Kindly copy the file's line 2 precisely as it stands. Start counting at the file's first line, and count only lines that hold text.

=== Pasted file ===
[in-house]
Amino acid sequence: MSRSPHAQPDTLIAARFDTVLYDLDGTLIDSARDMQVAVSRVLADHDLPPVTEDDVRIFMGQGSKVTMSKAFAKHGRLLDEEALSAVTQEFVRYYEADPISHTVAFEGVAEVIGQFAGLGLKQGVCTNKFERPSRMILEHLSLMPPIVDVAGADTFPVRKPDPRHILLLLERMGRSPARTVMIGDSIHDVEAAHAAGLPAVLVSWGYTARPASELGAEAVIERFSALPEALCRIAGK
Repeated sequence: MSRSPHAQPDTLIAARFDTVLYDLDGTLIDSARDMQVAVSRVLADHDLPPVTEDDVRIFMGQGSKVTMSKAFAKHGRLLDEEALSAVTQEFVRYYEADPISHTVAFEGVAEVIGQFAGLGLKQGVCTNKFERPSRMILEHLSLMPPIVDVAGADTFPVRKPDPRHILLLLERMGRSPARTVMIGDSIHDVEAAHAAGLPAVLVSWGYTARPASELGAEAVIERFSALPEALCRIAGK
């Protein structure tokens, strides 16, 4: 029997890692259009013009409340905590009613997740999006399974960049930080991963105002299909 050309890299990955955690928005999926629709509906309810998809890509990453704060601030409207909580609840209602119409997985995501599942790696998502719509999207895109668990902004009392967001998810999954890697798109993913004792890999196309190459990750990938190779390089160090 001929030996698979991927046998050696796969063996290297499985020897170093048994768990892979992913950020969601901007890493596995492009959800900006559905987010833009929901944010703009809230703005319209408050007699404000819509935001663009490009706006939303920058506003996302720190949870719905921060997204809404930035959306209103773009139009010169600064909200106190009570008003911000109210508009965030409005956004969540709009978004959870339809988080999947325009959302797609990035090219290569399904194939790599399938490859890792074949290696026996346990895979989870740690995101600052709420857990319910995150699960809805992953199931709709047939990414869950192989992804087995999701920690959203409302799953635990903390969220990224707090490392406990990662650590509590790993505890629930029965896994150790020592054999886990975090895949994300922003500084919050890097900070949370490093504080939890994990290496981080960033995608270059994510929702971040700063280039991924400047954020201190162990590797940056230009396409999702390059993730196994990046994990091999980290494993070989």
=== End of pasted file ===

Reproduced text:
Amino acid sequence: MSRSPHAQPDTLIAARFDTVLYDLDGTLIDSARDMQVAVSRVLADHDLPPVTEDDVRIFMGQGSKVTMSKAFAKHGRLLDEEALSAVTQEFVRYYEADPISHTVAFEGVAEVIGQFAGLGLKQGVCTNKFERPSRMILEHLSLMPPIVDVAGADTFPVRKPDPRHILLLLERMGRSPARTVMIGDSIHDVEAAHAAGLPAVLVSWGYTARPASELGAEAVIERFSALPEALCRIAGK